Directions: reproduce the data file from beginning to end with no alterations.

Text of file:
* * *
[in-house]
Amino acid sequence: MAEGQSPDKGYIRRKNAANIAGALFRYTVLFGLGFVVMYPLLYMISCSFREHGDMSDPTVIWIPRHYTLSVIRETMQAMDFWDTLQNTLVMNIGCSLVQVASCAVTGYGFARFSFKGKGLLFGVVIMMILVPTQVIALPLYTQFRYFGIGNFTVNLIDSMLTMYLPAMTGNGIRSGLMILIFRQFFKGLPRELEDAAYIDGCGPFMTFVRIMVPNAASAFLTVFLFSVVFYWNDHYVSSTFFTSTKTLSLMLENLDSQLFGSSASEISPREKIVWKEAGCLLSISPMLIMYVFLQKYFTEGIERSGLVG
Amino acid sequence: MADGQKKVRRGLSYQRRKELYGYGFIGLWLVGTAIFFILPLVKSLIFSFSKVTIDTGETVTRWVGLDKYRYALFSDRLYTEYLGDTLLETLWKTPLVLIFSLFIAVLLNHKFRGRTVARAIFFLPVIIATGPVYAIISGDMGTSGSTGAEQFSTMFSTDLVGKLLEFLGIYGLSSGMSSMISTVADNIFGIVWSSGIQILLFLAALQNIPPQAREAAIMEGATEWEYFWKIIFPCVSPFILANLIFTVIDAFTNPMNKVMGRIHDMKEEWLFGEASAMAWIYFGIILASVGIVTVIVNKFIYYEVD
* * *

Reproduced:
[in-house]
Amino acid sequence: MAEGQSPDKGYIRRKNAANIAGALFRYTVLFGLGFVVMYPLLYMISCSFREHGDMSDPTVIWIPRHYTLSVIRETMQAMDFWDTLQNTLVMNIGCSLVQVASCAVTGYGFARFSFKGKGLLFGVVIMMILVPTQVIALPLYTQFRYFGIGNFTVNLIDSMLTMYLPAMTGNGIRSGLMILIFRQFFKGLPRELEDAAYIDGCGPFMTFVRIMVPNAASAFLTVFLFSVVFYWNDHYVSSTFFTSTKTLSLMLENLDSQLFGSSASEISPREKIVWKEAGCLLSISPMLIMYVFLQKYFTEGIERSGLVG
Amino acid sequence: MADGQKKVRRGLSYQRRKELYGYGFIGLWLVGTAIFFILPLVKSLIFSFSKVTIDTGETVTRWVGLDKYRYALFSDRLYTEYLGDTLLETLWKTPLVLIFSLFIAVLLNHKFRGRTVARAIFFLPVIIATGPVYAIISGDMGTSGSTGAEQFSTMFSTDLVGKLLEFLGIYGLSSGMSSMISTVADNIFGIVWSSGIQILLFLAALQNIPPQAREAAIMEGATEWEYFWKIIFPCVSPFILANLIFTVIDAFTNPMNKVMGRIHDMKEEWLFGEASAMAWIYFGIILASVGIVTVIVNKFIYYEVD